Red Week (Italy)

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Red Week was the name given to a week of unrest which occurred from 7 to 14 June 1914. Over these seven days, Italy saw widespread rioting and large-scale strikes throughout the Italian provinces of Romagna and the Marche.[1]

Map showing regions affected by the Red Week riots: Emilia-Romagna, and Marche (below)


The rioters were protesting in response to a series of reforms introduced in 1914 initiated by the previous Prime Minister Giovanni Giolitti (Salandra[2] was PM by June 1914) which aimed to 'consume' the working class into Italy's liberal system. The final spark that caused the outbreak of the mass strikes was the death of three anti-militarist men in June. Despite a widening of suffrage and a change in the government's policies concerning industrial disputes (in favour of workers), a general strike was called in support of large demonstrations in many major industrialised towns, which in turn had been caused by the shooting of three socialist protesters. However, due to the nature of the Italian Socialist Party (PSI), the strike was uncoordinated and rioters were headed off by government troops.

The situation was regarded so grave that the government deployed “100,000 soldiers,” including many reservists, resulting in the death of 17 rioters and a thousand injured.[3] The widespread riots paralyzed almost every major city for two days.[4] The would-be revolutionaries briefly seized control of “entire towns in central Italy; railways were cut, bridges destroyed,” while the insurgents displayed red flags on public buildings.[5]


The riots during Red Week frightened the lower middle classes, and proved that Italy's problems of unification were more than just the growing pains of a young nation. Italy's Wars of Unification (Risorgimento) and following trade measures had failed to iron out inequalities between its industrialised North and agricultural South - the needs of both could not simultaneously be satisfied by Giolitti's liberal politics.

Benito Mussolini was the only prominent Marxist to defend the popular street uprising that was referred to in Italy as Settimana Rossa (Red Week).[6] Mussolini considered Red Week as his “greatest achievement and disappointment” during his leadership of the Italian Socialist Party, regarding the strike as the pinnacle of radical class struggle but also as an abysmal failure.[7] Although Mussolini hailed Red Week as the beginning of the end of capitalism in Italy, it became evident to many within the labor and socialist movement that rebellion, general strikes and revolutionary “myths” did not constitute revolution.[8] The strikes resulted in making reactionary elements of the nation stronger as the middle class and conservatives rallied behind their government to put down the rebellion, while the socialists were left with disappointment and recrimination for engaging in an unsuccessful uprising. The failure of Red Week provided evidence of the severe limitations of current class socialism. Mussolini argued that Italy’s industrial sector was not mature enough and had neither a fully developed modern bourgeoisie nor a modern proletarian movement.[9]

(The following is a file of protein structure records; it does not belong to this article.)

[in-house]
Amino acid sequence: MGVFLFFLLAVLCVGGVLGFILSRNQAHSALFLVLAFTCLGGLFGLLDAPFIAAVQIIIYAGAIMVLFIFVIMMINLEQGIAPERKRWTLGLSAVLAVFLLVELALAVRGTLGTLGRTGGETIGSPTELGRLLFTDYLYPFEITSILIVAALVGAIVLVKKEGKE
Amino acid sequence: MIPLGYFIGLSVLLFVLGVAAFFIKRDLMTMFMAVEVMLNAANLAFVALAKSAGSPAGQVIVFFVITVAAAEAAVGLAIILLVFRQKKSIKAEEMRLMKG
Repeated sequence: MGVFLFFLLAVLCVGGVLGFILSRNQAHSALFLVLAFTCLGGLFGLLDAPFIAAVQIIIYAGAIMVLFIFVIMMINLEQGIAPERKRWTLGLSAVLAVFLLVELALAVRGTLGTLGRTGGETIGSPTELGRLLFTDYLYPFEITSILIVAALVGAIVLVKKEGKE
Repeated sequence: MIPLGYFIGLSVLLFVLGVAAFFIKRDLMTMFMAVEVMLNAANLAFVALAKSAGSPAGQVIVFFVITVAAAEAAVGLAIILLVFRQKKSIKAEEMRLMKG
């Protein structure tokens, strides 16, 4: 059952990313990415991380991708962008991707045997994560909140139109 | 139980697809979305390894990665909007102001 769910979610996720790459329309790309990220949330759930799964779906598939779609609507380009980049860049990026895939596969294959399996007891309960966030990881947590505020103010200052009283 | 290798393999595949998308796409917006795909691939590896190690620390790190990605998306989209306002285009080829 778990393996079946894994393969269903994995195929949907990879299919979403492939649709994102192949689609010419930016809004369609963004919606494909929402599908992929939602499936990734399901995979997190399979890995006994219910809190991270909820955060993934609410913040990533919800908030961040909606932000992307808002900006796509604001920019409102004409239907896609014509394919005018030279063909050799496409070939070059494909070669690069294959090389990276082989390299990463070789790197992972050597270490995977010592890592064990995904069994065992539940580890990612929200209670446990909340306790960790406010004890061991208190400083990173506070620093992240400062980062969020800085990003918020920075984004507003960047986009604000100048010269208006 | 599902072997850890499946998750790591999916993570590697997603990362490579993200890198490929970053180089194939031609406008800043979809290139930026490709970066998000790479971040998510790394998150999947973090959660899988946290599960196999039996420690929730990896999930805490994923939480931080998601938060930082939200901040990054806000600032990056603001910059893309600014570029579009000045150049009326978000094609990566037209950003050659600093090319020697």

Following the events of June 1914, editorials in Benito Mussolini's political journal Avanti! urged that more drastic measures be taken against the Italian government, and Italy's joining of the First World War subsequent to the Red Week gave huge credence to Mussolini's rhetoric against the sycophantic government, which had presented itself as an easy target for its entry into the Great War. After Mussolini’s Fascist regime was overthrown in 1943-45 it was not difficult for a certain number of “ex-Blackshirts to swing to left-wing political extremism”,[10] sometimes joining anti-fascist organizations. Sharing a common hostility toward democratic parliamentary government, adherents of fascism and communism often found themselves appealing to the “same kinds of alienated people.”[11]


  1. ^ "Red Week" Encyclopædia Britannica, Accessed 2 February 2015. (
  2. ^ "First World - Who's Who - Antonio Salandra". Retrieved 7 December 2016.
  3. ^ John R. Schindler, Isonzo: The Forgotten Sacrifice of the Great War, Connecticut and London, Praeger, 2001, p. 12
  4. ^ David D. Roberts, The Syndicalist Tradition and Italian Fascism, University of North Carolina Press, 1979, p. 74
  5. ^ Denis Mack Smith, Italy and it Monarchy, New Haven & London, Yale University Press, 1989, p. 197
  6. ^ Ernst Nolte,Three Faces of Fascism: Action Française, Italian Fascism, National Socialism, Translated from the German by Lelia Vennewitz, Holt, Rinehart and Winston, (1966) p. 154
  7. ^ Giuseppe Finaldi, Mussolini and Italian Fascism, New York and London, Routledge, 2014, p. 24
  8. ^ Giuseppe Finaldi, Mussolini and Italian Fascism, New York and London, Routledge, 2014, p. 24
  9. ^ Stanley G. Payne, A History of Fascism, 1914-1945, University of Wisconsin Press, 1995, p. 84
  10. ^ Charles F. Delzell, edit., “Introduction”, Mediterranean Fascism 1919-1945, New York, NY, Walker and Company, 1971, p. xiii
  11. ^ Charles F. Delzell, edit., “Introduction”, Mediterranean Fascism 1919-1945, New York, NY, Walker and Company, 1971, p. xiii